Lot 1015
  • 1015

Huang Rui

Estimate
400,000 - 600,000 HKD
Sold
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Description

  • Huang Rui
  • Dedicated to 24th October
  • executed in 1989
  • oil on canvas
signed in English

Provenance

Gallery Kaze, Osaka
Acquired by the present owner from the above

Exhibited

Japan, Osaka, Gallery Kaze, Huang Rui Exhibition, 1990

Catalogue Note

The Earliest Brushstrokes of Abstraction 
Huang Rui


Huang Rui was among the first generation of contemporary Chinese artists. On September 27, 1979, members of the Stars Group, including Huang Rui, Ma Desheng, Zhong Acheng and Wang Keping, organised an exhibition of over 150 paintings and sculptures of their members by hanging them on the exterior wall of the National Art Museum of China in Beijing, sparking widespread attention. Huang Rui's works at the time possessed powerful symbolic meaning, in a style that straddled figurative and abstract.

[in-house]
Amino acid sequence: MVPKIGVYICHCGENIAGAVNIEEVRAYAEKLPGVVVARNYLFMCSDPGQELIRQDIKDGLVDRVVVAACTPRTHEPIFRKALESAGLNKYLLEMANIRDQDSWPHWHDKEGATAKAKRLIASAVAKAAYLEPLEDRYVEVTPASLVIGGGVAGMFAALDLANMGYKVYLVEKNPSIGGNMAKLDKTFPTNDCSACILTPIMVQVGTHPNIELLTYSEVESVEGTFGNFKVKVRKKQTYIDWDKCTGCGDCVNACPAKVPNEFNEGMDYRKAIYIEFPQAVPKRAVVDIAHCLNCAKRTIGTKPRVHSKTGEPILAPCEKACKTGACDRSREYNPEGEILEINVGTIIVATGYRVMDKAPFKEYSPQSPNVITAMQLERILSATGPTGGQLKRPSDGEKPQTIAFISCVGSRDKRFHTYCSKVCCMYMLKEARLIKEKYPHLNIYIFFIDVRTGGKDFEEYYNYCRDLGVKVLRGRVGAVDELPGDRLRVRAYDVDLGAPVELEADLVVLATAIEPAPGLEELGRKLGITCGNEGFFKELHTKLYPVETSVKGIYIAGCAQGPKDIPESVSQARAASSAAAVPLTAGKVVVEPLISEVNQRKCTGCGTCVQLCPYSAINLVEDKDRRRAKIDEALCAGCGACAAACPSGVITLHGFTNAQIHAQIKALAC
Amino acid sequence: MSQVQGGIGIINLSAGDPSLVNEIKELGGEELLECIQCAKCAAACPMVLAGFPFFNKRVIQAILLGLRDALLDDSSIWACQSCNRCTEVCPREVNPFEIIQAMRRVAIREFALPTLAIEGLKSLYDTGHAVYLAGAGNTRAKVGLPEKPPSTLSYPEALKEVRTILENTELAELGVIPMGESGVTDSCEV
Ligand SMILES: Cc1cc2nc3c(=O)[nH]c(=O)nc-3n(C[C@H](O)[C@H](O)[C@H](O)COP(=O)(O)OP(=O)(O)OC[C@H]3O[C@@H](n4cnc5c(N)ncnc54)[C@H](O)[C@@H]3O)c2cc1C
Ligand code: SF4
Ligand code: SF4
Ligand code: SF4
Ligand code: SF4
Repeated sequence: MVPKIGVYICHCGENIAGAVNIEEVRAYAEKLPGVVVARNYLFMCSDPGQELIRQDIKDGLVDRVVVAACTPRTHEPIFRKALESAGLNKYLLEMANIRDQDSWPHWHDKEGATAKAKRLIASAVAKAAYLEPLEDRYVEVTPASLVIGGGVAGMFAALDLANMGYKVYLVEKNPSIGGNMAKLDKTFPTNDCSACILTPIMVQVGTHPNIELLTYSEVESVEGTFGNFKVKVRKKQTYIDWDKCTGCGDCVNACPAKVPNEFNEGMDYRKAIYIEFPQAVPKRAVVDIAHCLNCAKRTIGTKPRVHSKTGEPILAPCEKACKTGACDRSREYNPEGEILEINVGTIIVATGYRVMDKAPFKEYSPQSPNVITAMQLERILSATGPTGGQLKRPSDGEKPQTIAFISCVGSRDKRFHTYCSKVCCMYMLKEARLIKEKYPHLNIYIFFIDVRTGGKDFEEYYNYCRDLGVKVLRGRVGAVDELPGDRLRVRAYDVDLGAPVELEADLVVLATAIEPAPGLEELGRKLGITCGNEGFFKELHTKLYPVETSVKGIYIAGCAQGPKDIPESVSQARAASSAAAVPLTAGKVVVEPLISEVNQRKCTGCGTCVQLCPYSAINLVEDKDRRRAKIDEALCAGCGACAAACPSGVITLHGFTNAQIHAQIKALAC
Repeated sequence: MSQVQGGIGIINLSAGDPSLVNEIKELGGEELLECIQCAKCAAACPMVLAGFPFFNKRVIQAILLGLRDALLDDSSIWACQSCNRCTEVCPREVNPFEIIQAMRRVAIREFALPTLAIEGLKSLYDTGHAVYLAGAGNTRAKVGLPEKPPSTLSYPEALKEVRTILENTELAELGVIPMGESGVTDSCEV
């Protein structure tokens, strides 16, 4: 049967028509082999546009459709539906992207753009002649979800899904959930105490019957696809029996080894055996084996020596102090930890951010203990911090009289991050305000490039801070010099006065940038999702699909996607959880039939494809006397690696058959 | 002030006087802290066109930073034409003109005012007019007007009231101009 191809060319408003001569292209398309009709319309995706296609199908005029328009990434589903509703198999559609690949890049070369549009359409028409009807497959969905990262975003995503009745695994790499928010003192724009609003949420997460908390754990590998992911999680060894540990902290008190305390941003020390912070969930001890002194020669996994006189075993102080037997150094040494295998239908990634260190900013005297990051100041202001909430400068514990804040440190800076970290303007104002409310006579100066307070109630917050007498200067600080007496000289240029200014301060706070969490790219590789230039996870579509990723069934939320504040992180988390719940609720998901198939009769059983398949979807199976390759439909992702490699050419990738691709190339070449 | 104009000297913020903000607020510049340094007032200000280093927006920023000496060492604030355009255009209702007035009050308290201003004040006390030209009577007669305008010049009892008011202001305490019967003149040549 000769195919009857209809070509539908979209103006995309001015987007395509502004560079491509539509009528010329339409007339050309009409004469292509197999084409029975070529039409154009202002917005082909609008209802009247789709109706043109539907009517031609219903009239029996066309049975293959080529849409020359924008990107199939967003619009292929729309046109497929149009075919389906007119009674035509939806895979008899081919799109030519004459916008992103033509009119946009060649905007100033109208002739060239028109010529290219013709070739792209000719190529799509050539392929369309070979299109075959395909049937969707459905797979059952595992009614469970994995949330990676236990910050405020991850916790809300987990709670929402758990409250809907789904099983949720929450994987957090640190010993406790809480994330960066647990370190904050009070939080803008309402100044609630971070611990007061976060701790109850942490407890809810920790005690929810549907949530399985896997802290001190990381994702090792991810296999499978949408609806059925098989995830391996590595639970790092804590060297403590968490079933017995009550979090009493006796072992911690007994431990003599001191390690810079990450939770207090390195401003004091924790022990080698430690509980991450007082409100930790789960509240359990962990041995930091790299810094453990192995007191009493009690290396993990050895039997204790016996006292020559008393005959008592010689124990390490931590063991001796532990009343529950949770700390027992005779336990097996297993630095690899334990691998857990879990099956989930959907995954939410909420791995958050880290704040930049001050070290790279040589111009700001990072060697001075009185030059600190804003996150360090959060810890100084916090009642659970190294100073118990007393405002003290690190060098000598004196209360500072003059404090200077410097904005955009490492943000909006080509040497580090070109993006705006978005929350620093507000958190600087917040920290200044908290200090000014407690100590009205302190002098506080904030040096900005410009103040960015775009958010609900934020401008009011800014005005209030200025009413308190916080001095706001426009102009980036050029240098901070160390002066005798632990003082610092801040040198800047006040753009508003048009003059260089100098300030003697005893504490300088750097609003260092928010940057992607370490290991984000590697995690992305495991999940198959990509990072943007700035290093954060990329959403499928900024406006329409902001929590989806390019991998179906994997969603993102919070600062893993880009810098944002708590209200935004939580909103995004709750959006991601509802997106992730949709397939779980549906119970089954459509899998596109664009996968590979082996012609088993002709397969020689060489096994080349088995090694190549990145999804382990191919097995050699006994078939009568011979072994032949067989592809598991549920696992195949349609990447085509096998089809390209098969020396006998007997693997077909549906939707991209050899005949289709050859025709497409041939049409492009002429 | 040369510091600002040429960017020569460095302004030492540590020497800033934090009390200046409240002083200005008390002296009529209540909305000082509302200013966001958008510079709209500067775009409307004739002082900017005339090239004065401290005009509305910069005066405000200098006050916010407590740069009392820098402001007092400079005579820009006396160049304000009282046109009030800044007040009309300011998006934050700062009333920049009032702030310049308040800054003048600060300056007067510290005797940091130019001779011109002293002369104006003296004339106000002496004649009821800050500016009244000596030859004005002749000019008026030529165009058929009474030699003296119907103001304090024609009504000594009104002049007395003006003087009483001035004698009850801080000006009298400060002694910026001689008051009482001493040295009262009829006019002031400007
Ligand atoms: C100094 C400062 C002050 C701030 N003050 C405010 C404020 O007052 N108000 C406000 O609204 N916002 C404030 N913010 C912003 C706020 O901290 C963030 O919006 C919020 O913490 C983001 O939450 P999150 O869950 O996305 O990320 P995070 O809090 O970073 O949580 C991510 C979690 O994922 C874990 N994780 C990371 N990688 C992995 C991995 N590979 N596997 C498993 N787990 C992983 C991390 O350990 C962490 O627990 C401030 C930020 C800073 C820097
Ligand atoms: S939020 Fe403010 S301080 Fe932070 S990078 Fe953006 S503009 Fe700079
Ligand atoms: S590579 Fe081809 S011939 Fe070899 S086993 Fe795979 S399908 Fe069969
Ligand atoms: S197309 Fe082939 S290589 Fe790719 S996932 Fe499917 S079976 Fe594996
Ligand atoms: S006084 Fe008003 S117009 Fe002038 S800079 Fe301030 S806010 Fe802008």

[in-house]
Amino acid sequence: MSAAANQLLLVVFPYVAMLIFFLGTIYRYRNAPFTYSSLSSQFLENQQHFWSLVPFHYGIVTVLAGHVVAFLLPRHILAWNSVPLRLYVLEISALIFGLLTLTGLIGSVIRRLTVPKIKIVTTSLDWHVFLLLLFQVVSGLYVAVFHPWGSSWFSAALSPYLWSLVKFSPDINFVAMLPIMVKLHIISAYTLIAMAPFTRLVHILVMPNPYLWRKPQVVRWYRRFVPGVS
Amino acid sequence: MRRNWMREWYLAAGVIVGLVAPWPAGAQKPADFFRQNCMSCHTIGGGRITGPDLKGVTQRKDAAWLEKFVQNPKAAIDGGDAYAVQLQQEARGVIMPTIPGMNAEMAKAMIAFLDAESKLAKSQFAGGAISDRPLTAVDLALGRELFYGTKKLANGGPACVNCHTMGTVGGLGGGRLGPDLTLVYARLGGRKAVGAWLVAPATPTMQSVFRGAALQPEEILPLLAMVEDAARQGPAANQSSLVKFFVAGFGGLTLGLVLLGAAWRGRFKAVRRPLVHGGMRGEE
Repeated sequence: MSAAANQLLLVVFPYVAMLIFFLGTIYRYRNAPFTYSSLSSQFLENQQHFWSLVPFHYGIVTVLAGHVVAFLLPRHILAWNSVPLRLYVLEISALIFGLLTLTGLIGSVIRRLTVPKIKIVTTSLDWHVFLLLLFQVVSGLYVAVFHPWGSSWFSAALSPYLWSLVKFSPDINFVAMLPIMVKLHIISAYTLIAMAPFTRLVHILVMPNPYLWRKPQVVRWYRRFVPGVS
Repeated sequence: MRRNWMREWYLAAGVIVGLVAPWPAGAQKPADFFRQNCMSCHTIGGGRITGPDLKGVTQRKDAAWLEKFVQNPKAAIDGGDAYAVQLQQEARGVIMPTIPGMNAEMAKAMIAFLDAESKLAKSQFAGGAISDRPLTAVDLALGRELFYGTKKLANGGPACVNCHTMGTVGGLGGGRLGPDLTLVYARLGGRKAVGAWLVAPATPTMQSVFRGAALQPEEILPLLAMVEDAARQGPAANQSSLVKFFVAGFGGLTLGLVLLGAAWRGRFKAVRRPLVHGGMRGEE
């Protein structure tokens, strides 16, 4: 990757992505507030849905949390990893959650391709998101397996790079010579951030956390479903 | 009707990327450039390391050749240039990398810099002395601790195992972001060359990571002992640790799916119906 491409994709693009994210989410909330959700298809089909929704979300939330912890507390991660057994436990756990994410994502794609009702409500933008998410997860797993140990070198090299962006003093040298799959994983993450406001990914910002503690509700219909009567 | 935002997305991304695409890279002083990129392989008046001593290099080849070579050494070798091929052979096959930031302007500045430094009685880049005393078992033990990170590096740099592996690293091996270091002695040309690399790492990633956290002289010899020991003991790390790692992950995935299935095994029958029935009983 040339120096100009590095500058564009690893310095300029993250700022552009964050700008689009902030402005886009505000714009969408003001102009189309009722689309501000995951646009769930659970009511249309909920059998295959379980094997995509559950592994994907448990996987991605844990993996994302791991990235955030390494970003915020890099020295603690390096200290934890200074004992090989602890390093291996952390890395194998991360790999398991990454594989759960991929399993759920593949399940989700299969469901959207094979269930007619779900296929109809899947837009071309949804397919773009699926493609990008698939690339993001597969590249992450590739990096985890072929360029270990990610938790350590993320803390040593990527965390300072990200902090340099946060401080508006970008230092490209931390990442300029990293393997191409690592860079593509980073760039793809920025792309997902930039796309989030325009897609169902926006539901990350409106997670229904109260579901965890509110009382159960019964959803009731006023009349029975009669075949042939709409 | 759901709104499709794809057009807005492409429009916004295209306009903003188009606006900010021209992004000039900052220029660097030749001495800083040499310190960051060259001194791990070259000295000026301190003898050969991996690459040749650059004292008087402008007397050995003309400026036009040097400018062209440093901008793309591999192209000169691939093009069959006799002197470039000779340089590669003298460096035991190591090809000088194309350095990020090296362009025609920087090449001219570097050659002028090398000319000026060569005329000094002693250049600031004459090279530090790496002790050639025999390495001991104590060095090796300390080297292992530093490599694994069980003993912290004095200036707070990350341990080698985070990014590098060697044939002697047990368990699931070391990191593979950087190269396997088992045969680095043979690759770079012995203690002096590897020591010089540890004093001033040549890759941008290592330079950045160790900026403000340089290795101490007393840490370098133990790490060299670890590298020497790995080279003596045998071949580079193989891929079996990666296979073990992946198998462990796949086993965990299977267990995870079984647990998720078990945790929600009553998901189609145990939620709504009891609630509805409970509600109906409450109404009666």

The influence of Eastern philosophy on his art was the most noticeable in his works after his move to Japan in summer 1984. Huang derived inspiration from Japanese Guitai artists, the philosophy of Lao-Tzu and the I Ching. This influence informed his entire output of paintings from the 1980s, including the 'cold abstract' series Space Structure and Space. In the summer of 1984, Huang Rui relocated to Osaka, Japan, and in October of that year held a solo exhibition in Osaka Central Gallery. At the exhibition, he became acquainted with Shiraga Kazuo, Motonaga Sadamasa and other principal members of the Gutai group. The group was one of the most important Japanese avant-garde collectives, and had been active mainly in the Kansai region since 1954. Shiraga Kazuo was the most radical member of the Gutai group, painting with his feet to produce canvases of twisting, writhing 'brush strokes' and thick layered paint. Huang Rui's friendship with Shiraga Kazuo had a profound impact on his work from 1985 onwards, which is evident in his 1989 piece Dedicated to 24th October. The hard edges and finely coloured rectangular shapes of his earlier abstract style of the early 1980s were no longer apparent. Instead, in this piece, we see a large area of red, thickly applied in quick strokes, and overlapping blocks of black and grey at the corner of the painting, producing an effect of roughness and strong momentum. Of note, Huang Rui stopped making abstract expressionist works after 1992, which makes Dedicated to 24th October particularly valuable.

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